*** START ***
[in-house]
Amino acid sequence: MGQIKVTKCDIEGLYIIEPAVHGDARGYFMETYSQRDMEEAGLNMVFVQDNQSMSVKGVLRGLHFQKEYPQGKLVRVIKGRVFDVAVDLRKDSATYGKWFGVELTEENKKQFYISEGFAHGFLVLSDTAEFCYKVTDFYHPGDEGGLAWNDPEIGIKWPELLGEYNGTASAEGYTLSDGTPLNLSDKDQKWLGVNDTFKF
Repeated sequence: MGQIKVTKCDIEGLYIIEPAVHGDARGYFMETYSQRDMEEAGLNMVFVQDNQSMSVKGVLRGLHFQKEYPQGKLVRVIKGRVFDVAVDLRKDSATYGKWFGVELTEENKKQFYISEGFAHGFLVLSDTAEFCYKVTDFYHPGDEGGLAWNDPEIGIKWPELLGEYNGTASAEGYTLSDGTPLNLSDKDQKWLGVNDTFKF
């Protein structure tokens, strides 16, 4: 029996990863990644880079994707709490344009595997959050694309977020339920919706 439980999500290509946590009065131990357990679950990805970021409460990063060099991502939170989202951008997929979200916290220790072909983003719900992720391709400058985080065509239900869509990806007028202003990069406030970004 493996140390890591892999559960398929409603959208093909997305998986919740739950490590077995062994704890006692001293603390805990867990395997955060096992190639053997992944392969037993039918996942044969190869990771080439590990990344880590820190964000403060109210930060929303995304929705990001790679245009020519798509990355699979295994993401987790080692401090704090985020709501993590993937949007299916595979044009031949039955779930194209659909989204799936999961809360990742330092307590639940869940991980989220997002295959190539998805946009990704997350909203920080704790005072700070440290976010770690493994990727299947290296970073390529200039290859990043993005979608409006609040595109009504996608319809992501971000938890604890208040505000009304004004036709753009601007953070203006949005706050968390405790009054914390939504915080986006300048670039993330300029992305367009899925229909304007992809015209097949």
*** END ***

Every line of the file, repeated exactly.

[in-house]
Amino acid sequence: MGQIKVTKCDIEGLYIIEPAVHGDARGYFMETYSQRDMEEAGLNMVFVQDNQSMSVKGVLRGLHFQKEYPQGKLVRVIKGRVFDVAVDLRKDSATYGKWFGVELTEENKKQFYISEGFAHGFLVLSDTAEFCYKVTDFYHPGDEGGLAWNDPEIGIKWPELLGEYNGTASAEGYTLSDGTPLNLSDKDQKWLGVNDTFKF
Repeated sequence: MGQIKVTKCDIEGLYIIEPAVHGDARGYFMETYSQRDMEEAGLNMVFVQDNQSMSVKGVLRGLHFQKEYPQGKLVRVIKGRVFDVAVDLRKDSATYGKWFGVELTEENKKQFYISEGFAHGFLVLSDTAEFCYKVTDFYHPGDEGGLAWNDPEIGIKWPELLGEYNGTASAEGYTLSDGTPLNLSDKDQKWLGVNDTFKF
């Protein structure tokens, strides 16, 4: 029996990863990644880079994707709490344009595997959050694309977020339920919706 439980999500290509946590009065131990357990679950990805970021409460990063060099991502939170989202951008997929979200916290220790072909983003719900992720391709400058985080065509239900869509990806007028202003990069406030970004 493996140390890591892999559960398929409603959208093909997305998986919740739950490590077995062994704890006692001293603390805990867990395997955060096992190639053997992944392969037993039918996942044969190869990771080439590990990344880590820190964000403060109210930060929303995304929705990001790679245009020519798509990355699979295994993401987790080692401090704090985020709501993590993937949007299916595979044009031949039955779930194209659909989204799936999961809360990742330092307590639940869940991980989220997002295959190539998805946009990704997350909203920080704790005072700070440290976010770690493994990727299947290296970073390529200039290859990043993005979608409006609040595109009504996608319809992501971000938890604890208040505000009304004004036709753009601007953070203006949005706050968390405790009054914390939504915080986006300048670039993330300029992305367009899925229909304007992809015209097949």